SBS Radio App

Download the FREE SBS Radio App for a better listening experience

Advertisement
The term "Hua Ren Qu," which literally translates to "Chinese district," is often used to describe those suburbs around Australia with high Chinese populations. Many dislike the word though, comparing it to “ghetto,” which conjures up slum-like images of poverty. SBS Mandarin asked the Chinese Australian community whether or not they prefer to live in "Hua Ren Qu" suburbs.
English
By
Heidi Han

21 Mar 2017 - 12:11 PM  UPDATED 21 Mar 2017 - 2:39 PM

For a long time, the term "Hua Ren Qu" has been commonly used by many Chinese Australians and local Chinese-language media to refer to suburbs with high proportion of Chinese Australian population.

However, the use of the term can be seen as controversial. Some don’t like the phrase, comparing it to the word "ghetto," which can also be used to describe areas of a city occupied by a minority group, but is often used interchangeably with "slum" and associated with poverty. This contrasts starkly with the image of many wealthy boom areas where Chinese residents and investors are often spending big on property, business and infrastructure. 

People often rely on their own understanding of the population composition of the suburbs when dubbing them Hua Ren Qu. This can mainly be based on their impression of neighborhood and people they see on the street and in local shops, while those who are reluctant to use the term often argue that they live in highly-diversified communities.

United, strong, successful: PM releases statement on multiculturalism
Multiculturalism in Australia is a success but everyone must obey the nation's laws and support the democratic process, according to the Coalition's multicultural statement.

Do Chinese Australians like to live in "Hua Ren Qu"?

In an online poll conducted by SBS Mandarin via Chinese social platform WeChat, we asked audiences are if they prefer to live in "Hua Ren Qu" or suburbs with high Chinese population, and why. The answers are:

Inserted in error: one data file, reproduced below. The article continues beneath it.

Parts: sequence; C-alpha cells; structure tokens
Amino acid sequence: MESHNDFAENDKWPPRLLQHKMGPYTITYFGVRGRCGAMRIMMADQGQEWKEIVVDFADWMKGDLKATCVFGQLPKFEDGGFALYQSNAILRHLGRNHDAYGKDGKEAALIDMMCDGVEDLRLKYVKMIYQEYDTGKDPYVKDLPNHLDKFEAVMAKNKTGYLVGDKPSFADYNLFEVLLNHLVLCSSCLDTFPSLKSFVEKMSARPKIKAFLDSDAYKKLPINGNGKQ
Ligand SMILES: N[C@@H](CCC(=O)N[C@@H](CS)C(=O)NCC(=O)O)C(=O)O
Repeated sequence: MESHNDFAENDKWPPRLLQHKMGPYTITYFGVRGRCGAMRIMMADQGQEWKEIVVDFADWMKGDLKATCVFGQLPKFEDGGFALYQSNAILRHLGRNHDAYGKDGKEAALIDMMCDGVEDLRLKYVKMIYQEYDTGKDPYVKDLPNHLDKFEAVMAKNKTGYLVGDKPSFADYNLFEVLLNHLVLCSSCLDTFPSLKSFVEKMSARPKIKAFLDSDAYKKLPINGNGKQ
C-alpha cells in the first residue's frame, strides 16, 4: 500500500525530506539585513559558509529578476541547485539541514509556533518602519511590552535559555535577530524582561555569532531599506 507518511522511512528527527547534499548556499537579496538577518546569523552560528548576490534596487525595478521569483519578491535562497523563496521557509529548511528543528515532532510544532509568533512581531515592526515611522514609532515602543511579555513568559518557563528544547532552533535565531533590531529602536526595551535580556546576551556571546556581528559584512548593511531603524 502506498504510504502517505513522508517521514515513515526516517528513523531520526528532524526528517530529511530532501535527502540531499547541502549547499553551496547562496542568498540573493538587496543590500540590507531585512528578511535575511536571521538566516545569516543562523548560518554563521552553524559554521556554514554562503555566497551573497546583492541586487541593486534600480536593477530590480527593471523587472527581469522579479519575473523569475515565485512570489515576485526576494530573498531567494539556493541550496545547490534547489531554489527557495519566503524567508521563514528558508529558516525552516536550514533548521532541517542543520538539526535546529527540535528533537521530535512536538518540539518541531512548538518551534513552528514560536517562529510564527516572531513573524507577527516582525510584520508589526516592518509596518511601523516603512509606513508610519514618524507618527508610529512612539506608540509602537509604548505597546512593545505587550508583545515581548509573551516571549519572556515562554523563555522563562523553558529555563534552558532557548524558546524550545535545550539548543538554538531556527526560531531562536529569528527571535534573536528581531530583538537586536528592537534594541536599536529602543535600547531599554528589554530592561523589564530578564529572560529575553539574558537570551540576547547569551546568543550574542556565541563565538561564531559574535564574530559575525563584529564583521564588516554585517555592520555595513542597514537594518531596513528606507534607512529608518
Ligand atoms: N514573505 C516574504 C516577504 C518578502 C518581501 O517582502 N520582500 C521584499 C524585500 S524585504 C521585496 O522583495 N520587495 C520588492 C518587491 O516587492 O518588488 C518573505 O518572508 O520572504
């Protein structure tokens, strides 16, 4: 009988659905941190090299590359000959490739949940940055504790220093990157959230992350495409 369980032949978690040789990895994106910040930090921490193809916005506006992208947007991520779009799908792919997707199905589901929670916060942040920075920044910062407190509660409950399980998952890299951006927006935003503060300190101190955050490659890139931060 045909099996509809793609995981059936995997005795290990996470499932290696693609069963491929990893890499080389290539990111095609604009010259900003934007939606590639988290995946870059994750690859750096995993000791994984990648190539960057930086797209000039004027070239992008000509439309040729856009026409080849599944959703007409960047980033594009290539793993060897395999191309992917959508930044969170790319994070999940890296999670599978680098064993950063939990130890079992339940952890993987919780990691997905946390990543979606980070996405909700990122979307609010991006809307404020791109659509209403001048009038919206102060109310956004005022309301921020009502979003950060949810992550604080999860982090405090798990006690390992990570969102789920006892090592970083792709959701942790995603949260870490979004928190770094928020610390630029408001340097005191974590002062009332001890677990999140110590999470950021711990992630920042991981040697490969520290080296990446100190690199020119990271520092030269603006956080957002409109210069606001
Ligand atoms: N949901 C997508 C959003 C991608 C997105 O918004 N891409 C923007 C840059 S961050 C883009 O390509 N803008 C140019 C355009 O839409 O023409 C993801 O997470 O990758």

• 26% voted "Like" because it is convenient to live and shop in such areas; another 3% voted "Like" because it means the Chinese community can look after each other.
  • 31% voted "Don't like" due to concerns of "environment and order" in those suburbs; another 15% also voted "Don't like" because they prefer to live with broader and more mixed communities. 
  • 22% said "Either"  - determined by many other factors.

If I want to live in Hua Ren Qu, why do I come here? 

In an on-air radio talk-back segment following the poll, a new migrant told SBS Mandarin that she chose not to live in suburbs with high Chinese population.

Ms Wang, who only arrived in Australia less than three weeks ago said that her priority after retirement is environment and quietness.

"I chose to live in a non-Hua Ren Qu area where I can experience a more exotic lifestyle - Otherwise it's not much different from living in Beijing."

Another caller Mary, who lives in Sydney's Eastern suburbs, echoed this choice, adding that if she wants, she can still go shopping in suburbs with higher Chinese populations over the weekend. 

Caller Mr Li said he feels comfortable living in Hua Ren Qu, suggesting local MPs are more likely to "care about the Chinese community" and that it is "good for kids' education," as he says there is less risk of racial discrimination on campus. 

Mr Liang said that he enjoys the convenience of living in suburbs with a high Chinese population, but expressed his concerns over residents who "don't follow local rules," claiming that some Chinese migrants put up illegal street stalls "whichever way they want".

"Chinese Districts" revealed

Using SBS's interactive map revealing the top three birthplaces for immigrants in suburbs and towns across Australia excluding English and New Zealand immigrants, SBS Mandarin tries to find out what those "Hua Ren Qu" are -  in particular, suburbs with the highest population from mainland China, to see which suburbs Australian Chinese are choosing to live in. 

Data in this interactive map comes from the 2011 Census which means it includes not only Australian citizens and permanent residents, but also international students and visitors who happened to reside in Australia on the Census night. 

Sydney's southern surburb of Hurstville has 34.2% of its population born in Mainland China, which is the highest proportion among all suburbs cross nation. Residents with the second highest birthplace proportion in Hurstville are from Hong Kong (4.6%).

Other Sydney suburbs with a high proportion of residents born in China include: Burwood(26.5% of the local population), Rhodes (25.4%), Allawah (22.5%), Campsie (21.8%) and Eastwood (18.6%).

In Melbourne, Box Hill has the highest proportion of residents born in China, which is 20.4%. It also has 3.1% of residents born in Hong Kong.

Other Melbourne suburbs with high population from China include Burwood (11.5%) ,  Kingbury (11.5%), and Melbourne City (11.4%)

Brisbane suburb Sunny Bank not only has a high proportion of residents with Mainland China background (15.1%), but also is home to many residents from Taiwan (7.2%) who also speak the Mandarin language, followed by Macgregor (15%, plus 6.3% born in Taiwan), and Robertson (12.6%, plus 9.6% born in Taiwan).

In Adelaide the top three "Hua Ren Qu" suburbs are Adelaide City (11.7%), Dry Creek (11.2%), Ashford (6.5%).

Read more about your suburb here:
Where Australia's immigrants were born
This map reveals the top three birthplaces for immigrants in suburbs and towns across Australia. You can also access a map revealing birthplaces excluding English and New Zealand immigrants.